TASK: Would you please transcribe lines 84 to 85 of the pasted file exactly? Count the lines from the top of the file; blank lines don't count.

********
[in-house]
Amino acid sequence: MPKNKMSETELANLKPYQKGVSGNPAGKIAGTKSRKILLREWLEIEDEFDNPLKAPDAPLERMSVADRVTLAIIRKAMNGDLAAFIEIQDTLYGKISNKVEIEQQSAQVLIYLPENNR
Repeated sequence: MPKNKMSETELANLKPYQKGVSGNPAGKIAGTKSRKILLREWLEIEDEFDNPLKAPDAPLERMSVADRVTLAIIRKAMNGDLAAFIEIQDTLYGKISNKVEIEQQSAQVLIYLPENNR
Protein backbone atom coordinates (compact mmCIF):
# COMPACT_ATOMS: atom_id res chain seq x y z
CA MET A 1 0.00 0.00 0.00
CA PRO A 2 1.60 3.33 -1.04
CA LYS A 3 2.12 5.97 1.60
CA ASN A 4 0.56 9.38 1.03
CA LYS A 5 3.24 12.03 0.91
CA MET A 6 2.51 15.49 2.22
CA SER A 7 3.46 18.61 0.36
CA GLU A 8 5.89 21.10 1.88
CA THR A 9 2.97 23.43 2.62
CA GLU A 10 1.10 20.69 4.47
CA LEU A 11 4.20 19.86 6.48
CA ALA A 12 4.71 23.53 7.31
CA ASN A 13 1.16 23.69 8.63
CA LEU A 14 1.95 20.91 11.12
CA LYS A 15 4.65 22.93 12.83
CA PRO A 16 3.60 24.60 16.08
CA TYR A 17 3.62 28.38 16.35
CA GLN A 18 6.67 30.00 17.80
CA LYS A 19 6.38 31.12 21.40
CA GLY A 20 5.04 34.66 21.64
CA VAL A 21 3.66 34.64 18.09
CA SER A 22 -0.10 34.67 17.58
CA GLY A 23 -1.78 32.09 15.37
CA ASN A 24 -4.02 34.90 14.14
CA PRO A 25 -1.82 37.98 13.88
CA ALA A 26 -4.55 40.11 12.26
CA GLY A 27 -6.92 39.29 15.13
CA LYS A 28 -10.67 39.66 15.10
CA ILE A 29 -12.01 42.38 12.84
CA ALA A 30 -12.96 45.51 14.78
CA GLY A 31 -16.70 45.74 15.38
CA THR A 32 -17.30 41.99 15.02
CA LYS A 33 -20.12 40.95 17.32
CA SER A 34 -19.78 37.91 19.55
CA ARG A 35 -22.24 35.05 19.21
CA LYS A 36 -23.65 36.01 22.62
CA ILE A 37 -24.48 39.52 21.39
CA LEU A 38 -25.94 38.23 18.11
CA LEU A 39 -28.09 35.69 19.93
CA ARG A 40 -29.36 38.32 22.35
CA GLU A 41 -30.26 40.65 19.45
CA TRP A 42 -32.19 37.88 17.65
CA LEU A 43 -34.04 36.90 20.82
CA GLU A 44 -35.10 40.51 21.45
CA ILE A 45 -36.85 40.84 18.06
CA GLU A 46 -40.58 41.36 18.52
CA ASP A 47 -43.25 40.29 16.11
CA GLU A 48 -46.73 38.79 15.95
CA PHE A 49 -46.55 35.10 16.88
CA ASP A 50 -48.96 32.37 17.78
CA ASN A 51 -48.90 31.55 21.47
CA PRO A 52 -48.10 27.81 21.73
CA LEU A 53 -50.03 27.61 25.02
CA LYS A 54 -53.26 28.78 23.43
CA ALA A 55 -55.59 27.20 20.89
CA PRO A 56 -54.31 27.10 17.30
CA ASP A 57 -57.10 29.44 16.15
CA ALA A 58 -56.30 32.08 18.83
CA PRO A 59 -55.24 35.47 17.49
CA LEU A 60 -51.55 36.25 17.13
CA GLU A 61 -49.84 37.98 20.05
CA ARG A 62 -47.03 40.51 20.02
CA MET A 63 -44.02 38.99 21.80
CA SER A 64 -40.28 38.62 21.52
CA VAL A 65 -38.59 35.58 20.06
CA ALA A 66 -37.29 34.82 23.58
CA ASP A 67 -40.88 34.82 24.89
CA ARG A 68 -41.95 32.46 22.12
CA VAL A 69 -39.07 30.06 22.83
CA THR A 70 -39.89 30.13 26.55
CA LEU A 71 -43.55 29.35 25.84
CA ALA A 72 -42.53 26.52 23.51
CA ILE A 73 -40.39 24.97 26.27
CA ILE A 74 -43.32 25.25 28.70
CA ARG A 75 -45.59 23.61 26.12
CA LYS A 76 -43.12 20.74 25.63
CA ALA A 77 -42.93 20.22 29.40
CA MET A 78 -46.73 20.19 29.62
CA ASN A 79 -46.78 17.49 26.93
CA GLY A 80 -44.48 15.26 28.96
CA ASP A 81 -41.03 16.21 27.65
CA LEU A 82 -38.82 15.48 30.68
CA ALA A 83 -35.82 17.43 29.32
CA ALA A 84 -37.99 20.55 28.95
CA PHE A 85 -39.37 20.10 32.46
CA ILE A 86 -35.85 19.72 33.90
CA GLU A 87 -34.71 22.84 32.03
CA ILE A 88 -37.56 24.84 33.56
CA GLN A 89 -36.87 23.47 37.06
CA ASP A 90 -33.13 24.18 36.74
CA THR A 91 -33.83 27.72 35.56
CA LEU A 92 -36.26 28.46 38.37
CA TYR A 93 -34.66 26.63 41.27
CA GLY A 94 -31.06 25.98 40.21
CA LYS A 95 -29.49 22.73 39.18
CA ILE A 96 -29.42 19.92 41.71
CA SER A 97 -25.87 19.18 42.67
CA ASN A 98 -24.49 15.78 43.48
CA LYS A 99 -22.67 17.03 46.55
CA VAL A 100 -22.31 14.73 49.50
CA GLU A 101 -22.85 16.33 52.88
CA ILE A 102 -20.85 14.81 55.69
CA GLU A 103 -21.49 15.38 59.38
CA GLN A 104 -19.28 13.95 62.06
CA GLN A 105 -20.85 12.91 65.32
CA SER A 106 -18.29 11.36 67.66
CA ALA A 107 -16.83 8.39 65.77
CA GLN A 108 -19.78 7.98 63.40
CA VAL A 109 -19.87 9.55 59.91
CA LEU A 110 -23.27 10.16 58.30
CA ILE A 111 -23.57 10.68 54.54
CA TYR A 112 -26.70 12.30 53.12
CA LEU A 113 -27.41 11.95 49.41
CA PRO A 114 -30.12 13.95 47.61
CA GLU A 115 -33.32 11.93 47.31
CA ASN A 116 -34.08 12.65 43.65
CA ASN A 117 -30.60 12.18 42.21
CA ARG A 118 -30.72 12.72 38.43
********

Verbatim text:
CA ASN A 79 -46.78 17.49 26.93
CA GLY A 80 -44.48 15.26 28.96